Chapter 4: The Root of All Evil
V. The Ego‐Body Illusion
1 All things work together for good. There are no exceptions except in the egoʹs judgment. Control is a central factor in what the ego permits into consciousness, and one to which it devotes its maximum vigilance. This is not the way a balanced mind holds together. Its control is unconscious.
The ego is further off balance by keeping its primary motivation unconscious, and raising control rather than sensible judgment to predominance. The ego has every reason to do this, according to the thought system which gave rise to it, and which it serves. Sane judgment would inevitably judge against the ego, and must be obliterated by the ego in the interest of its self‐preservation.
2 A major source of the egoʹs off‐balanced state is its lack of discrimination between impulses from God and from the body. Any thought system which makes this confusion must be insane. Yet this demented state is essential to the ego, which judges only in terms of threat or non‐threat to itself.
In one sense the egoʹs fear of the idea of God is at least logical, since this idea does dispel the ego. Fear of dissolution from the Higher Source, then, makes some sense in ego‐terms. But fear of the body, with which the ego identifies so closely, is more blatantly senseless.
3 The body is the egoʹs home by its own election. It is the only identification with which the ego feels safe because the bodyʹs vulnerability is its own best argument that you cannot be of God. This is the belief that the ego sponsors eagerly. Yet the ego hates the body because it does not accept the idea that the body is good enough to be its home. Here is where the mind becomes actually dazed. Being told by the ego that it is really part of the body and that the body is its protector, the mind is also constantly informed that the body can not protect it. This, of course, is not only accurate but perfectly obvious.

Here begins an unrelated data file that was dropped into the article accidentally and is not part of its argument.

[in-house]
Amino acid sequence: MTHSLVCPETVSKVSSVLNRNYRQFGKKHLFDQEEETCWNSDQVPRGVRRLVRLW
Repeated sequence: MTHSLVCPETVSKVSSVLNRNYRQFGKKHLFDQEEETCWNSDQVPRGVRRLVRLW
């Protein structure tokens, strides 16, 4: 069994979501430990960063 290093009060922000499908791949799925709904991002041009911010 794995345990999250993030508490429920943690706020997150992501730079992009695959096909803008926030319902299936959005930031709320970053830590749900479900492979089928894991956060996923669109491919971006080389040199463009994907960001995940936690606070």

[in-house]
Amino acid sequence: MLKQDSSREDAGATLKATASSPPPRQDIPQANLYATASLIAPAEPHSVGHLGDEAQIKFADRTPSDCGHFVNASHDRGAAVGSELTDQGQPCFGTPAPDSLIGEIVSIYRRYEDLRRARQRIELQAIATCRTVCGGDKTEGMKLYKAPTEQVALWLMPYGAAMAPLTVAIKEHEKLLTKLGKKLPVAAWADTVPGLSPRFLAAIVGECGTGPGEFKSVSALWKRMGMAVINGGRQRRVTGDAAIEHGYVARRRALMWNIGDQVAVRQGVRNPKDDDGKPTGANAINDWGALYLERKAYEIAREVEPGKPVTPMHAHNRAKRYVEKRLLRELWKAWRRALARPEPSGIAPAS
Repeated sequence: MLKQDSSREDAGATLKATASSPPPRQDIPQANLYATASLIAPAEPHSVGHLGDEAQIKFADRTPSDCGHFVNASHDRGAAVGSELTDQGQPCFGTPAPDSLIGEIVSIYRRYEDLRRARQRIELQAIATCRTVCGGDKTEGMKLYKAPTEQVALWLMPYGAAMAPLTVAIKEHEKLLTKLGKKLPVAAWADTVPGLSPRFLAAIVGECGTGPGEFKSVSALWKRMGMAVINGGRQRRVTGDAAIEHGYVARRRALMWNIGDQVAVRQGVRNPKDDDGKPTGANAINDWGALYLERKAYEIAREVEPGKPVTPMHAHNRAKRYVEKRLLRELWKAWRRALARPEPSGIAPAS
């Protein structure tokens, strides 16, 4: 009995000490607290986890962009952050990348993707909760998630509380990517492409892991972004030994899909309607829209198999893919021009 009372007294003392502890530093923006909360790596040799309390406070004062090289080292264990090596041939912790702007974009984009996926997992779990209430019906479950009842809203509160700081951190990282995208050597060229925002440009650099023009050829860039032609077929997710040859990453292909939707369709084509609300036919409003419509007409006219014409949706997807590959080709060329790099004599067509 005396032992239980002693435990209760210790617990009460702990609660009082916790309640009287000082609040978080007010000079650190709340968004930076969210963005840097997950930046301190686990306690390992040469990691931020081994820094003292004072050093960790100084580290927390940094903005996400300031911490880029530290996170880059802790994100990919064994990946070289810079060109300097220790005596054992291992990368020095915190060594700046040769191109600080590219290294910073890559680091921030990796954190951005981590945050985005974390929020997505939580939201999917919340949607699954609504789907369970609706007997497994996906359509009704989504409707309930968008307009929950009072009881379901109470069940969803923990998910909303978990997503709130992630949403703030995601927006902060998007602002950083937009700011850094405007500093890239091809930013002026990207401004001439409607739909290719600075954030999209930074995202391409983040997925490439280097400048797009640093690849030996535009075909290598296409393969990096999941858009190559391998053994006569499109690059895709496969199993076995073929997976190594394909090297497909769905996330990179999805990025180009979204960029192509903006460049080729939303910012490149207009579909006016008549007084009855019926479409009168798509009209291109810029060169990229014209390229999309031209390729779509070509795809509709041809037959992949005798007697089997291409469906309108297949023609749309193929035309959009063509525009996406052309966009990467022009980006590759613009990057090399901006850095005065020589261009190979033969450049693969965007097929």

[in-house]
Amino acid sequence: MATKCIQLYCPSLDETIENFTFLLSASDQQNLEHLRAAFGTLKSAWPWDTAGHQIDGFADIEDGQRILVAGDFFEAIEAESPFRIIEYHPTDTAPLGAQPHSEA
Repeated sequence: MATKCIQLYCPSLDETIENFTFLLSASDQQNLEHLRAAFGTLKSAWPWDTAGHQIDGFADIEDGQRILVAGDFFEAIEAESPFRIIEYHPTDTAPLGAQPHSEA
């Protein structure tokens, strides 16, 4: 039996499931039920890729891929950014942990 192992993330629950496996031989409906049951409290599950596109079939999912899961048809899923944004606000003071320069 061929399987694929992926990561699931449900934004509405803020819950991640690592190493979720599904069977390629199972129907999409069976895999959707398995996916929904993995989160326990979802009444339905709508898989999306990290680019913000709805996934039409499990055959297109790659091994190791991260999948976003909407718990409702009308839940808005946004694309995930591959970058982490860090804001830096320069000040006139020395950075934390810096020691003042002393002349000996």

4 Therefore the mind asks, “Where can I go for protection?” to which the ego replies, “Turn to me.” The mind, and not without cause, reminds the ego that it has itself insisted that it is identified with the body, so there is no point in turning to it for protection. The ego has no real answer to this because there is none, but it does have a typical solution. It obliterates the question from the mindʹs awareness. Once unconscious, the question can and does produce uneasiness, but it cannot be answered because it cannot be asked. This is the question which must be asked: “Where am I to go for protection?” Even the insane ask it unconsciously, but it requires real sanity to ask it consciously.
5 When the Bible says, “Seek and ye shall find,” it does not mean that you should seek blindly and desperately for something you would not recognize. Meaningful seeking is consciously undertaken, consciously organized, and consciously directed. The goal must be formulated clearly and kept in mind.
As a teacher with some experience, let me remind you that learning and wanting to learn are inseparable. All learners learn best when they believe that what they are trying to learn is of value to them. However, values in this world are hierarchical, and not everything you may want to learn has lasting value.
6 Indeed, many of the things you want to learn are chosen because their value will not last. The ego thinks it is an advantage not to commit itself to anything that is eternal because the eternal must come from God. Eternalness is the one function which the ego has tried to develop, but has systematically failed. It may surprise you to learn that had the ego wished to do so it could have made the eternal because, as a product of the mind, it is endowed with the power of its own creator.
However, the decision to do this, rather than the ability to do it, is what the ego cannot tolerate. That is because the decision, from which the ability would naturally develop, would necessarily involve accurate perception, a state of clarity which the ego, fearful of being judged truly, must avoid.